A PC approach to energy?
Neil Atkin recently wrote a fascinating post about the “New” approach for teaching the concept of energy to secondary school students, and provides some interesting commentary and some very useful links: go read!
I first came across the work of Ogborn and Boohan, on which much of the “New Approach” is based, in the 1990s. I remember embracing it enthusiastically. However, I subsequently returned to the more “traditional” kinetic-chemical-heat-potential-light-sound “naming of parts” model, mostly because many of the resources favoured by our students followed the older convention.
And so it has remained for a number of years, so I was all set to give the “New Approach” a proper rubbishing (as might be gleaned from my selection of the Gary Larson cartoon above) as a specious form of PC — physical correctness as opposed to political correctness, perhaps.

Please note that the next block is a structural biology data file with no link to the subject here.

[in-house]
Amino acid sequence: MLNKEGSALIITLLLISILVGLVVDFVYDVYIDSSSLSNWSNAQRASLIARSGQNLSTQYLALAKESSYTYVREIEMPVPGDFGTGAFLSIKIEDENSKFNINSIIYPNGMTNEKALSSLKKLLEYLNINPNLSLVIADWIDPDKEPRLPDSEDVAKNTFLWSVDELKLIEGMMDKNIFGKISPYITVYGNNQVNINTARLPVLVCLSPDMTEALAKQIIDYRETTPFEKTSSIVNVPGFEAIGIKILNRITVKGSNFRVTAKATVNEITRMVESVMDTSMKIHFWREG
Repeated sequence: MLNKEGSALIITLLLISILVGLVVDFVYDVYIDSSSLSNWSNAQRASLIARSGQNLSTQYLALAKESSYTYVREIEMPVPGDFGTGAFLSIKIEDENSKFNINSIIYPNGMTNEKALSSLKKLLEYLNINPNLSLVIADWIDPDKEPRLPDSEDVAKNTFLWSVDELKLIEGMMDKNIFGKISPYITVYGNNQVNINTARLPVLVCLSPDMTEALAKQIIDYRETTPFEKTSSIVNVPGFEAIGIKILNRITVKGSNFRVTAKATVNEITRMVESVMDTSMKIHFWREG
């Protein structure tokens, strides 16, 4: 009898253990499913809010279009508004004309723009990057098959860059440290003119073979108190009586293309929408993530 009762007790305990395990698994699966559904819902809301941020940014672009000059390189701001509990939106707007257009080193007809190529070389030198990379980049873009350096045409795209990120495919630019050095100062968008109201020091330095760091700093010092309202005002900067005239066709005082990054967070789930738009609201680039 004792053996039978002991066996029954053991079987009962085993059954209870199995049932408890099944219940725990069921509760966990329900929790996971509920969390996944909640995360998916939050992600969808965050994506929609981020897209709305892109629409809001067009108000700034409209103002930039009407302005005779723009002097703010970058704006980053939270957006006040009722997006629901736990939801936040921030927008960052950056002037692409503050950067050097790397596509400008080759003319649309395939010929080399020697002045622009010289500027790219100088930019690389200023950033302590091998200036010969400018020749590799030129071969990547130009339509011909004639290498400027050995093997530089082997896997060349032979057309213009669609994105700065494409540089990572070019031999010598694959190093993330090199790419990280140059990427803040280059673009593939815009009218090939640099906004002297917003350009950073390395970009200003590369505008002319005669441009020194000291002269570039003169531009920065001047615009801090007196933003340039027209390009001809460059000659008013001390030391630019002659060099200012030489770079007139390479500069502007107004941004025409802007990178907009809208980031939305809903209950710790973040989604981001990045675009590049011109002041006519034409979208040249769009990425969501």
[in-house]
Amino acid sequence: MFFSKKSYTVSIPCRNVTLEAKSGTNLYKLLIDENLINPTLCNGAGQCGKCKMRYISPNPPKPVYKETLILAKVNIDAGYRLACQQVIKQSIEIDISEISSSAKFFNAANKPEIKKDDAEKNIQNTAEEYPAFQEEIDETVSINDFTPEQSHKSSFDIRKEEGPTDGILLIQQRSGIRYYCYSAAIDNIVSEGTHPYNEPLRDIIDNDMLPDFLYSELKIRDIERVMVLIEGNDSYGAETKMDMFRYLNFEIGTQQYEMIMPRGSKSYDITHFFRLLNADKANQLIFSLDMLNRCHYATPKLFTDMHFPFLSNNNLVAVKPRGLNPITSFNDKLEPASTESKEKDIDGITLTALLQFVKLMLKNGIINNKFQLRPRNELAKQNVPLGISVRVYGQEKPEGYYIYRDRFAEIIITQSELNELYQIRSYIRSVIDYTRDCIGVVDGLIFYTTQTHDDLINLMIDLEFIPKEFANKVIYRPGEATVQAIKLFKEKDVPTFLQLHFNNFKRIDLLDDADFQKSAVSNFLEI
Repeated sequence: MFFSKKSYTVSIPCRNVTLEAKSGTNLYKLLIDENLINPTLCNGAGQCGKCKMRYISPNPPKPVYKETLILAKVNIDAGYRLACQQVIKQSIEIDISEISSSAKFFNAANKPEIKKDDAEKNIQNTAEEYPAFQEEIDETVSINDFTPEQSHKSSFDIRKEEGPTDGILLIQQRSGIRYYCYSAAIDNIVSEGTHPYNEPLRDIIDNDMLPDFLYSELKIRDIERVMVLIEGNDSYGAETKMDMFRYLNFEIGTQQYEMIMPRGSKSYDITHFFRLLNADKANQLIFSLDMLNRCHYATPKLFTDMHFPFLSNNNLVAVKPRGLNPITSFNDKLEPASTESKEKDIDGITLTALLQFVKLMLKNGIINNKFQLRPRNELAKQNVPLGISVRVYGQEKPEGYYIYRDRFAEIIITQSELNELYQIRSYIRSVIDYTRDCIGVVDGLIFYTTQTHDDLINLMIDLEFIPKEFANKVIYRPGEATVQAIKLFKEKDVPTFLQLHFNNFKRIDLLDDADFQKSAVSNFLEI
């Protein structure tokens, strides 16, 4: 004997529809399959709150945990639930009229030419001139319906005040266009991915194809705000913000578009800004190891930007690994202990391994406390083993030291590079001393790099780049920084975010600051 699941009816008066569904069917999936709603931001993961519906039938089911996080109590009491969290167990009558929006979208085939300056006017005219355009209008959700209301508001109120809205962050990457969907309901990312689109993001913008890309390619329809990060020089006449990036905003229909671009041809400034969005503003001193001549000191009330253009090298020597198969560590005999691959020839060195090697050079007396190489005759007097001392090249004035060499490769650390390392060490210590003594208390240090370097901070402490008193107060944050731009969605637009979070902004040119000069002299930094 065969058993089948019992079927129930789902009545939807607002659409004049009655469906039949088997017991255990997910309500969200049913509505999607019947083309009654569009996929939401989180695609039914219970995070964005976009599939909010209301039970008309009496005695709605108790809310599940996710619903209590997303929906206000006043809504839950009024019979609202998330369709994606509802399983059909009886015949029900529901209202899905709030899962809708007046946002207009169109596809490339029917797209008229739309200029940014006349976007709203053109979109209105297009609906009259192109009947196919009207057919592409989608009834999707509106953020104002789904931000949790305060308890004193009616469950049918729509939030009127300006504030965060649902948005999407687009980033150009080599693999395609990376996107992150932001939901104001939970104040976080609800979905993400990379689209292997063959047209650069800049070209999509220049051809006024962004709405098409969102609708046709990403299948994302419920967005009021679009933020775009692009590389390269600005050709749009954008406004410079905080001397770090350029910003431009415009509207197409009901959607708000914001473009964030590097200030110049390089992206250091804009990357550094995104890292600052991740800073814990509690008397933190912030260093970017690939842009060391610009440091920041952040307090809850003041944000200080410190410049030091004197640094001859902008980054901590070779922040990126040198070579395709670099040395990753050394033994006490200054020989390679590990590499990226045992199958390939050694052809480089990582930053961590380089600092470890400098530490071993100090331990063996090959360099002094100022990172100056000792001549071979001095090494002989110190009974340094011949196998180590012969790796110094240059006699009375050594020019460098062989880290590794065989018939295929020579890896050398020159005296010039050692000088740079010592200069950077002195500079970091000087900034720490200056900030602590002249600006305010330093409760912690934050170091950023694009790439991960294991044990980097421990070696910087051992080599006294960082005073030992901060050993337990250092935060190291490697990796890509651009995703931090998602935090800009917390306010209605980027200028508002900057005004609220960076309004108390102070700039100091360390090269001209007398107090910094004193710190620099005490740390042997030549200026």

But as I read more about the “New Approach”, I gradually came to the conclusion that it is conceptually sound. More importantly, I think it follows one of the basic principles suggested by Engelmann and Carnine:
[I]f we are to understand how to communicate a particular bit of knowledge . . . we must understand the essential features of the particular concept that we are attempting to convey. Only if we understand what it is and how it differs from related concepts can we design a communication that effectively conveys the concept to the learner.
— The Theory Of Instruction, location 296
In other words, I think the “New Approach” is a more accurate representation of the physics of energy, and less likely to lead to misconceptions and false inferences.
Energy Is The New Orange
Rise of the Enoji
One of the suggestions made in the IOP’s Energy 11-14 is to use ideograms or icons to represent different energy stores.
By analogy with the ubiquitous ’emojis’ I suggest that we should call these energy icons Enojis. Who knows, it could just catch on…